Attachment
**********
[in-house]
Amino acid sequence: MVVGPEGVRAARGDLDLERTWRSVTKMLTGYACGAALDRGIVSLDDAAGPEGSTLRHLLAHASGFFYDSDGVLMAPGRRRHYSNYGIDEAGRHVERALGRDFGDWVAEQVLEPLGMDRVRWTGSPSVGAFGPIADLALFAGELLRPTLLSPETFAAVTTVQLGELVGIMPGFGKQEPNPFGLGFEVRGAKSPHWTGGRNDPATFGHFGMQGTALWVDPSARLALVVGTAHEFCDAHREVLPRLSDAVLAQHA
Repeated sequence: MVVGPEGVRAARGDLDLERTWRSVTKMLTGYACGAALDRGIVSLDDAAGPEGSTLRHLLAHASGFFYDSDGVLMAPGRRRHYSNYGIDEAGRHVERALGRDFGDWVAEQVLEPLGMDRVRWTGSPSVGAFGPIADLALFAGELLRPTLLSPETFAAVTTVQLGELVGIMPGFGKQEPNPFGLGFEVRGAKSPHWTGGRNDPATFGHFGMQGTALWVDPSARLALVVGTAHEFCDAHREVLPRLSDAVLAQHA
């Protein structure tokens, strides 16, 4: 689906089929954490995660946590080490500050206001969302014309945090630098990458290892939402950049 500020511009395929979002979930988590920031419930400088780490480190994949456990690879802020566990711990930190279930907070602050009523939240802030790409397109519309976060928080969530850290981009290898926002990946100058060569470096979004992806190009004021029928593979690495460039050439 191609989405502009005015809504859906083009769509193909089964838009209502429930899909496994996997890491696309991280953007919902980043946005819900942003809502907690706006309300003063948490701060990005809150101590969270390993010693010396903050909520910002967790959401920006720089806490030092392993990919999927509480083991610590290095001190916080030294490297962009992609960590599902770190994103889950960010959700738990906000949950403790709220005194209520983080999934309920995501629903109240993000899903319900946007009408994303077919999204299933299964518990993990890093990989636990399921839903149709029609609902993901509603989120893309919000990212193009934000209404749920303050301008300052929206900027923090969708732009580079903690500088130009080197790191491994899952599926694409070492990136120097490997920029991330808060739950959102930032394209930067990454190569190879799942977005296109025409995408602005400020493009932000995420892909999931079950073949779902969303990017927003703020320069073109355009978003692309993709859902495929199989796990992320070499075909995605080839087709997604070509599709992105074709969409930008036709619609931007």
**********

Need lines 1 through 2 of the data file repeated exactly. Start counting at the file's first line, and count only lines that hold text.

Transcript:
[in-house]
Amino acid sequence: MVVGPEGVRAARGDLDLERTWRSVTKMLTGYACGAALDRGIVSLDDAAGPEGSTLRHLLAHASGFFYDSDGVLMAPGRRRHYSNYGIDEAGRHVERALGRDFGDWVAEQVLEPLGMDRVRWTGSPSVGAFGPIADLALFAGELLRPTLLSPETFAAVTTVQLGELVGIMPGFGKQEPNPFGLGFEVRGAKSPHWTGGRNDPATFGHFGMQGTALWVDPSARLALVVGTAHEFCDAHREVLPRLSDAVLAQHA